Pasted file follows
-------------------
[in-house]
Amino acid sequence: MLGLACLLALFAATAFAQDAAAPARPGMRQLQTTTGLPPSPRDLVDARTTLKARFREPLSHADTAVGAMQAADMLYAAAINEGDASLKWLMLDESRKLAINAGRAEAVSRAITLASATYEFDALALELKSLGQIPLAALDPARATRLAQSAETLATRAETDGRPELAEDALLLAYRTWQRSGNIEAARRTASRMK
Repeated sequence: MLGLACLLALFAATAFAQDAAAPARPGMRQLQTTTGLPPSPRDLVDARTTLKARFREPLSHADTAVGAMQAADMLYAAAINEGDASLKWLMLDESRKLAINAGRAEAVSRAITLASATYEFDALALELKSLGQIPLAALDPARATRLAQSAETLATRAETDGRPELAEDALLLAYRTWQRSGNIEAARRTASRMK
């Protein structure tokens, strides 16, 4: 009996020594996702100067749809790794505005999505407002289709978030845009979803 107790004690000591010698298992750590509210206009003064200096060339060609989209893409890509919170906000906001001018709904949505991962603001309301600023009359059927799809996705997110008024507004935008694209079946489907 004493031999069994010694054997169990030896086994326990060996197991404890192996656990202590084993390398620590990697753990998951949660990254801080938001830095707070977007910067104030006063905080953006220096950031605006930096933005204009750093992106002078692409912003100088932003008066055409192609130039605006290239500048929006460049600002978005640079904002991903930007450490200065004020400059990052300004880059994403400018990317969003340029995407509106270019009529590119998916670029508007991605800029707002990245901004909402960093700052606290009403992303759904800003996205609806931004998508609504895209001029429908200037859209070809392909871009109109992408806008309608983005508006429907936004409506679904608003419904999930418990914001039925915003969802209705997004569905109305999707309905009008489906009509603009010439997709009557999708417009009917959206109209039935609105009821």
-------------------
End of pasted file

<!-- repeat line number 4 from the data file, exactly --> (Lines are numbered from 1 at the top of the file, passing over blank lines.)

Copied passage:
């Protein structure tokens, strides 16, 4: 009996020594996702100067749809790794505005999505407002289709978030845009979803 107790004690000591010698298992750590509210206009003064200096060339060609989209893409890509919170906000906001001018709904949505991962603001309301600023009359059927799809996705997110008024507004935008694209079946489907 004493031999069994010694054997169990030896086994326990060996197991404890192996656990202590084993390398620590990697753990998951949660990254801080938001830095707070977007910067104030006063905080953006220096950031605006930096933005204009750093992106002078692409912003100088932003008066055409192609130039605006290239500048929006460049600002978005640079904002991903930007450490200065004020400059990052300004880059994403400018990317969003340029995407509106270019009529590119998916670029508007991605800029707002990245901004909402960093700052606290009403992303759904800003996205609806931004998508609504895209001029429908200037859209070809392909871009109109992408806008309608983005508006429907936004409506679904608003419904999930418990914001039925915003969802209705997004569905109305999707309905009008489906009509603009010439997709009557999708417009009917959206109209039935609105009821």